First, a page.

Man. I forgot how nice it is to actually see
human beings patients again. Staring at films and CTs and MRIs (oh my!) made me forget that there’s actual people that surround those images, not just bone structures, opacities, densities, consolidations, and strictures. We started out today at a local nursing home, rounding on some patients. Kind of wish I had already had my Medicine clerkship, but I’m usually a quick learner.
Depending on the patient, sometimes the surgical service will send a patient to the nursing home for long-term recovery, and it just so happened that I got to see a surgical patient from many months ago at the nursing home. It was definitely some delayed continuity of care, and he had no idea who I was, but it was great to see the spectrum and time-course of healing.
The great thing, I’m hoping, about this rotation, is its variety. We rotate through a nursing home, an inpatient ward, a hospice unit, a palliation clinic, a geriatrics clinic, hypertension clinic, and andrology clinic, as well as attend Internal Medicine conferences, so I get exposure to a lot of different geriatric sub-specialties.
Today we had an inservice from the hospice chaplain discussing how to take a spiritual history, how to understand some of the spiritual/religious concerns of the dying or elderly patient, and some advice on how to answer patients’ questions that are religious in nature. (I’ll be the first one to admit that I’m struggling right now with figuring out my own spirituality and belief system, with my interests in religion and spirituality a seemingly distant memory from college.) I’d feel much more comfortable dealing with patients’ questions about living and dying and the Unknown and God (or god(s)) than questions directed toward my personal belief system (I get a knee-jerk reaction to questions like, “Do you believe in Jesus,” or “Have you found Christ,” mostly because of obsessively-persistent Christians from my undergrad). As one of my residents pointed out, however, most often questions like these are efforts by the patient to feel out the physician–to see if the physician is “safe” to talk with about spiritual matters. It’s actually probably pretty similar to how LGBT folk try to feel out someone to see if they’re LGBT-friendly before opening up.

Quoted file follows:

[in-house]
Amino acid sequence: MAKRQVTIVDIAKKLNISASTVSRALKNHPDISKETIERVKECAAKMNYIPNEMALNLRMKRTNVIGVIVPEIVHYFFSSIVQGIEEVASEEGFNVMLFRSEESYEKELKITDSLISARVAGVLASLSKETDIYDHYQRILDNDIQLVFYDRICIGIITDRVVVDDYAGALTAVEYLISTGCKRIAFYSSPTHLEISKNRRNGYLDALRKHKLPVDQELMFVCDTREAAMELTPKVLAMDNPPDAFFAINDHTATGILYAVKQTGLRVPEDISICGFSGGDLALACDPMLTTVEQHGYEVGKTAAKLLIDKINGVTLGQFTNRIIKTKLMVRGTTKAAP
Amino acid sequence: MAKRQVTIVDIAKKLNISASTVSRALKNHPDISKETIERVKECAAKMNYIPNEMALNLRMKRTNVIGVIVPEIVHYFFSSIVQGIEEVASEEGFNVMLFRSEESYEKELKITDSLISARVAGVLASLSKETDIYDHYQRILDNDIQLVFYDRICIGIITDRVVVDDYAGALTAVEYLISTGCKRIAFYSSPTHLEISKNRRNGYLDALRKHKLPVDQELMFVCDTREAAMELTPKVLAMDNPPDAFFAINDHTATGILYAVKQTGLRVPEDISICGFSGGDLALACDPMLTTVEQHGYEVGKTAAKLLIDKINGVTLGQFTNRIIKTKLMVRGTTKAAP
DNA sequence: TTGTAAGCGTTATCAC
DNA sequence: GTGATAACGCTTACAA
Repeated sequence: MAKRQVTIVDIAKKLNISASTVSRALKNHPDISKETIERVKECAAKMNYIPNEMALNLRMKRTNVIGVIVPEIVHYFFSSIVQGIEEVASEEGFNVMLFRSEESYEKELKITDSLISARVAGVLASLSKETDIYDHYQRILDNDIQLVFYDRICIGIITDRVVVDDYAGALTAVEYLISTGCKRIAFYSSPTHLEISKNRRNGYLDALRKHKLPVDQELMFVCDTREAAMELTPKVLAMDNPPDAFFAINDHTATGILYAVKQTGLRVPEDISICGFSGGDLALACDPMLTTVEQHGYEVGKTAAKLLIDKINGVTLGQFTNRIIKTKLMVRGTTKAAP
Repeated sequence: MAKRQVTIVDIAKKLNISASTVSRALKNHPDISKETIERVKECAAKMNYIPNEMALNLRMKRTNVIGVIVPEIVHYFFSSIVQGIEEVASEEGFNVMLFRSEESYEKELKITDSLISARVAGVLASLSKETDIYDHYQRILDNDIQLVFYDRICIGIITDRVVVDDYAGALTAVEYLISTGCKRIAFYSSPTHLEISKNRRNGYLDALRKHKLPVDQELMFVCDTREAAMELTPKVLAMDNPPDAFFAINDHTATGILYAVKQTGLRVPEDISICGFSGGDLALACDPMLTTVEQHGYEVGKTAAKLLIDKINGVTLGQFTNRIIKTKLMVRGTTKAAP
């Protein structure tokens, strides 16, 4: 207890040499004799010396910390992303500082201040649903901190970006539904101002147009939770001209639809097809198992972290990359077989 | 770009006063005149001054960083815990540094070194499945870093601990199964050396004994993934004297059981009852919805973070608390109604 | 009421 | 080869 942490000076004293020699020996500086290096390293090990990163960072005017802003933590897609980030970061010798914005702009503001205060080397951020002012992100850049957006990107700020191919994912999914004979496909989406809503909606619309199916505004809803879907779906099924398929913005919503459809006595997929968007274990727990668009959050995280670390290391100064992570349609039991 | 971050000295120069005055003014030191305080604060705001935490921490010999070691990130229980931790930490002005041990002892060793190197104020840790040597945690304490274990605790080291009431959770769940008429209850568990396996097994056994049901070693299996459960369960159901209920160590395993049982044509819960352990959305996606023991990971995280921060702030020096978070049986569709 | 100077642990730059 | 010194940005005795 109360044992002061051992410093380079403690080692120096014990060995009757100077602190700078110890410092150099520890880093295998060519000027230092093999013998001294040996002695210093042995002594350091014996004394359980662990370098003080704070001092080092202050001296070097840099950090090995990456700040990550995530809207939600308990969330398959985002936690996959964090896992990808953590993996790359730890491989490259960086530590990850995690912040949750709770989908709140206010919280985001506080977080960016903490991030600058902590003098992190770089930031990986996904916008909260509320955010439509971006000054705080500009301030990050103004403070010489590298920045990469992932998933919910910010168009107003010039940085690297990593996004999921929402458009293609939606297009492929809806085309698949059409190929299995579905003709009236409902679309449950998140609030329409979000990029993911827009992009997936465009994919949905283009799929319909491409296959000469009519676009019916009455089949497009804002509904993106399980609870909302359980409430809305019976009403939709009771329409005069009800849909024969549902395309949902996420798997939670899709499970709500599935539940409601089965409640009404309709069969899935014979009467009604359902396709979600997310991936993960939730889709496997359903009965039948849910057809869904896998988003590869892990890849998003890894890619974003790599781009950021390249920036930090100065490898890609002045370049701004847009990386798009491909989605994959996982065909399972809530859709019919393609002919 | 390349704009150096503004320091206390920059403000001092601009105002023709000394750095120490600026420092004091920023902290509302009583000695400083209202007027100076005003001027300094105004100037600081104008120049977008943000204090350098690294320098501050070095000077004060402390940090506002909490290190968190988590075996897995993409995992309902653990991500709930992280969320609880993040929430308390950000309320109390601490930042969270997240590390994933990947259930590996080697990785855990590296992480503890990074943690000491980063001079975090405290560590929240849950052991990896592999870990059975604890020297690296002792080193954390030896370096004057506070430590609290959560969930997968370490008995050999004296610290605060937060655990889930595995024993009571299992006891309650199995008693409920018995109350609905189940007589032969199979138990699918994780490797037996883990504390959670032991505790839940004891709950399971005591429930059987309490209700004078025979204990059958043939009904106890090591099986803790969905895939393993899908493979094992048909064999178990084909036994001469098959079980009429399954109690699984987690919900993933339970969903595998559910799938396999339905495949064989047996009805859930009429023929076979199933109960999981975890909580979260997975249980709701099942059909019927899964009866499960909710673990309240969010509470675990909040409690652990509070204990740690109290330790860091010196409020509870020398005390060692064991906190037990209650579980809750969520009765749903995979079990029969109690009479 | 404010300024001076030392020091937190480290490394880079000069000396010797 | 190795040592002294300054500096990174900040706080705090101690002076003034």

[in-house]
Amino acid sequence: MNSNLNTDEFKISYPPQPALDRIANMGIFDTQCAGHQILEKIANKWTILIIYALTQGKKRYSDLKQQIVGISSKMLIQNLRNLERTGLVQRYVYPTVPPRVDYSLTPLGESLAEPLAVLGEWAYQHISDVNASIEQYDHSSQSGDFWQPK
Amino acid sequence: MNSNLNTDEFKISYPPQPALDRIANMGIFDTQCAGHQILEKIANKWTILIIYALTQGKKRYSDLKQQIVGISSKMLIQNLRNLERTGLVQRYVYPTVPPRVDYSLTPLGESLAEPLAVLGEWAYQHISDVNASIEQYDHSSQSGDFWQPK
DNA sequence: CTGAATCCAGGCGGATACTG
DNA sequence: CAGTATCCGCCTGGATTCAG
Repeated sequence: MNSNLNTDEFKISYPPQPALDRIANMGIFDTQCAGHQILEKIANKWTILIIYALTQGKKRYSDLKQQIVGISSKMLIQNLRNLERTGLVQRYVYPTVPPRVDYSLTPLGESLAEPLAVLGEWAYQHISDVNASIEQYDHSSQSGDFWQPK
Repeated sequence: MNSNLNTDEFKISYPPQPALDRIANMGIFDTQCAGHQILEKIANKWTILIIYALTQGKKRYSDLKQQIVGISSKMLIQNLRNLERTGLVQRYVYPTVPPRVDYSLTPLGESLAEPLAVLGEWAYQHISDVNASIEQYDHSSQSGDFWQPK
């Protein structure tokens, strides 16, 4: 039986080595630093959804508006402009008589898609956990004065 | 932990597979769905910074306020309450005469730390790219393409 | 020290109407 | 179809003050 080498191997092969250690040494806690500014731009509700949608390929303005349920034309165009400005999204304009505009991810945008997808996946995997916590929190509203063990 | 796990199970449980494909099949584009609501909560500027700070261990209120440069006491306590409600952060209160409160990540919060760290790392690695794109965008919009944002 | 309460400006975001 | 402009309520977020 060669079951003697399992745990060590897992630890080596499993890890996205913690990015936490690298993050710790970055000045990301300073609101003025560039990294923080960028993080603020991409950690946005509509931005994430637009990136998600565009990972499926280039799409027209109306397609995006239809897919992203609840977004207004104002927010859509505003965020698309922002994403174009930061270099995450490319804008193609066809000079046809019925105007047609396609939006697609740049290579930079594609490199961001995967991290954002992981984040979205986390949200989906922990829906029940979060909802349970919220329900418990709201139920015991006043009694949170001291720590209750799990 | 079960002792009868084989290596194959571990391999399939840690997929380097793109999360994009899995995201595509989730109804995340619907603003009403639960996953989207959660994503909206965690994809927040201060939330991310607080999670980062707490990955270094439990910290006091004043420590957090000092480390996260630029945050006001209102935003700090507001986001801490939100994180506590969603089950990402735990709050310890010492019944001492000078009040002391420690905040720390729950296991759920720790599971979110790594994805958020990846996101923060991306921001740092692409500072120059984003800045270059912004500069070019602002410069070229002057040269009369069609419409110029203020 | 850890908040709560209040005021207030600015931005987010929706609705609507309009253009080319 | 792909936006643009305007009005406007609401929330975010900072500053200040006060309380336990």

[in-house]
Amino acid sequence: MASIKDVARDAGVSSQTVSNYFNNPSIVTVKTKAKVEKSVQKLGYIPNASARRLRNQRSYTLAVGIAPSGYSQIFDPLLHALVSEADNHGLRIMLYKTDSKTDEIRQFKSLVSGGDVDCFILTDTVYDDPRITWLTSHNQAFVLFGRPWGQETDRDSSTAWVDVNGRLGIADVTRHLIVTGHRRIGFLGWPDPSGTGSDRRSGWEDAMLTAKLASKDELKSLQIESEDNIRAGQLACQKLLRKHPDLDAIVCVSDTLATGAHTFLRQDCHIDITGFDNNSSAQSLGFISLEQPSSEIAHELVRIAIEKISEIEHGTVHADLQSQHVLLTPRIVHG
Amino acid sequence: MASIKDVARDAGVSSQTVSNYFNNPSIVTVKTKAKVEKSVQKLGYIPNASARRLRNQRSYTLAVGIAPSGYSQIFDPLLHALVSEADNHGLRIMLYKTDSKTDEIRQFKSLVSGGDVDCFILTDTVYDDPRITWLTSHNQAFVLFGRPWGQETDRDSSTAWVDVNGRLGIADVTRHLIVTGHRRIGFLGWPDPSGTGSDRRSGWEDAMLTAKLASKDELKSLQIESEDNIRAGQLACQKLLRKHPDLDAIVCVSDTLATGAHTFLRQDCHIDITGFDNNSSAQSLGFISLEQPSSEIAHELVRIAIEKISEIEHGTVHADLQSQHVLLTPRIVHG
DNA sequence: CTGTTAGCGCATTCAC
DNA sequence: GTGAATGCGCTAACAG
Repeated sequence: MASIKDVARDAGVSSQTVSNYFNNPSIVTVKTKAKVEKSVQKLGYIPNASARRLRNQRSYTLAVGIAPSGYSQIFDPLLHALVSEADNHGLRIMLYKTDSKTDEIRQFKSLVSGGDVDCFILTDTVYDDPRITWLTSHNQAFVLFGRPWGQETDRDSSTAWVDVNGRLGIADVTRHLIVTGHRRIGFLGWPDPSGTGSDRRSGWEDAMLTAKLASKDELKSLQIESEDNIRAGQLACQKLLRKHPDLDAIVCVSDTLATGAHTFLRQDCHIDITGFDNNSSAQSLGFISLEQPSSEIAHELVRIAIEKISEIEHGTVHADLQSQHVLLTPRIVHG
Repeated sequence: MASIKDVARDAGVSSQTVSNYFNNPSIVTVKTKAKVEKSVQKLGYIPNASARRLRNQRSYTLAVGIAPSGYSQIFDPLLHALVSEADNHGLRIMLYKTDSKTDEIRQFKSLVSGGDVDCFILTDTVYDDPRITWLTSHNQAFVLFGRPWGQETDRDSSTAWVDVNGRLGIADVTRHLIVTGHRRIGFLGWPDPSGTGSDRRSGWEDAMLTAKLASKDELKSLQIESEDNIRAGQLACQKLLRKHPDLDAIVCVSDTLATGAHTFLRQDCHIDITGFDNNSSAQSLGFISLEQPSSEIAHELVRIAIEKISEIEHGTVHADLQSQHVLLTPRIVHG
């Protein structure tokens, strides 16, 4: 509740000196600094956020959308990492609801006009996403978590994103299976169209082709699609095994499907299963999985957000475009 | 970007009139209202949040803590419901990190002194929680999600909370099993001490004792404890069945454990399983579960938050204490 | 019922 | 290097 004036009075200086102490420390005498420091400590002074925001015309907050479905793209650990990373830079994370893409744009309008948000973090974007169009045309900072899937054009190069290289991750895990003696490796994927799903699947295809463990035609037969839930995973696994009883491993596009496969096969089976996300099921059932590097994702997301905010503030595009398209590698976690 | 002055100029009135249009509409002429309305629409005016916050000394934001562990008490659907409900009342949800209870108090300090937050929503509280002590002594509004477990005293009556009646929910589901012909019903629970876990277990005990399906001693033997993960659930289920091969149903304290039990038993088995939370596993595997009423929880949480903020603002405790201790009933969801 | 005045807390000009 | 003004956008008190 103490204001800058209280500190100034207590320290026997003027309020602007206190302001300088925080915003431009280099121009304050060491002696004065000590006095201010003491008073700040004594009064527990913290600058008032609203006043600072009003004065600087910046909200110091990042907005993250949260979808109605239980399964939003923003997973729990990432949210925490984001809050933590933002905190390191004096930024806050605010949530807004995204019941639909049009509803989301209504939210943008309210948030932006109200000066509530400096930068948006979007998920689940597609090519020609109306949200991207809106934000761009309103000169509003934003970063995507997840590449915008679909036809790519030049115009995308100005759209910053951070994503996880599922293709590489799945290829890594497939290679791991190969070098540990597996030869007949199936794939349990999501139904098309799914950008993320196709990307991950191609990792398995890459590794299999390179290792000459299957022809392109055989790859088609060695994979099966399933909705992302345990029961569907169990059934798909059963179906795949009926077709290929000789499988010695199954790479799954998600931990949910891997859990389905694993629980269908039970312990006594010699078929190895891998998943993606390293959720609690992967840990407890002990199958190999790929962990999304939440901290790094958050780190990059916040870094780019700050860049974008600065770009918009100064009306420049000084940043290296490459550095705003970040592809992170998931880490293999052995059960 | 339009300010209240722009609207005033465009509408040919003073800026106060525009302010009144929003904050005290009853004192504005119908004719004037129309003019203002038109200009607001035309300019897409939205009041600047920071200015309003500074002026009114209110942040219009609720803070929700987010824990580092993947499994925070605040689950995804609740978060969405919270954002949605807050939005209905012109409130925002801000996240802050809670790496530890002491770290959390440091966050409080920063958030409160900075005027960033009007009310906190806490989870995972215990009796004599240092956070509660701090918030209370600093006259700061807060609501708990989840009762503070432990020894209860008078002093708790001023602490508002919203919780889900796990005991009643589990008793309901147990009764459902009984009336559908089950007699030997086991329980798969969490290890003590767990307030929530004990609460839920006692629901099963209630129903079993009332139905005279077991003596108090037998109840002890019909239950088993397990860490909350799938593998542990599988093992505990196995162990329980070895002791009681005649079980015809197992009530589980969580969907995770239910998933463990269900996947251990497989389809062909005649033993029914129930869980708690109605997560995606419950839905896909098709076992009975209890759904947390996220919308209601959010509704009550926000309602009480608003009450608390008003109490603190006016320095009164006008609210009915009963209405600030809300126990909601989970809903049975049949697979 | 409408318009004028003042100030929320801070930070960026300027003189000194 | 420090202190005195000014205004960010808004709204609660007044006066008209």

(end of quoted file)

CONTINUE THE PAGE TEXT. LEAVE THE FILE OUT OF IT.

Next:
I couldn’t help but compare this service to Neurology and Surgery, and initially feel like the others were leaving out this spiritual component. I can see how in some cases, it’s probably a back burner topic: people want their gall bladder out, not a discussion of the Universe. (Or maybe they do?) Or perhaps it’s just that there’s not time on those other services to discuss these matters? At the least, however, I would think asking one or two questions about it (“Do you have any spiritual beliefs you would like to be respected during your care?”) might be useful, especially in cancer surgery or terminal illnesses.
On to clinic, where I saw one patient, an elderly, World War II veteran who had just turned 95. He has terminal cancer, but refused treatment, and two years later, still has no symptoms from it. We caught a previously undiagnosed problem with incontinence, but otherwise he was in reasonably good health for his age and condition. He said he didn’t fear death; he’d been a rifleman in the War and noted that “If you worried about dying while you were out there, it didn’t do you any good.” Kind of a privelege that I have the time to worry about death at all.
If anything, I can tell that this will be a month of lots of thinking about ethics, living, dying, and Life in General. Good for the soul.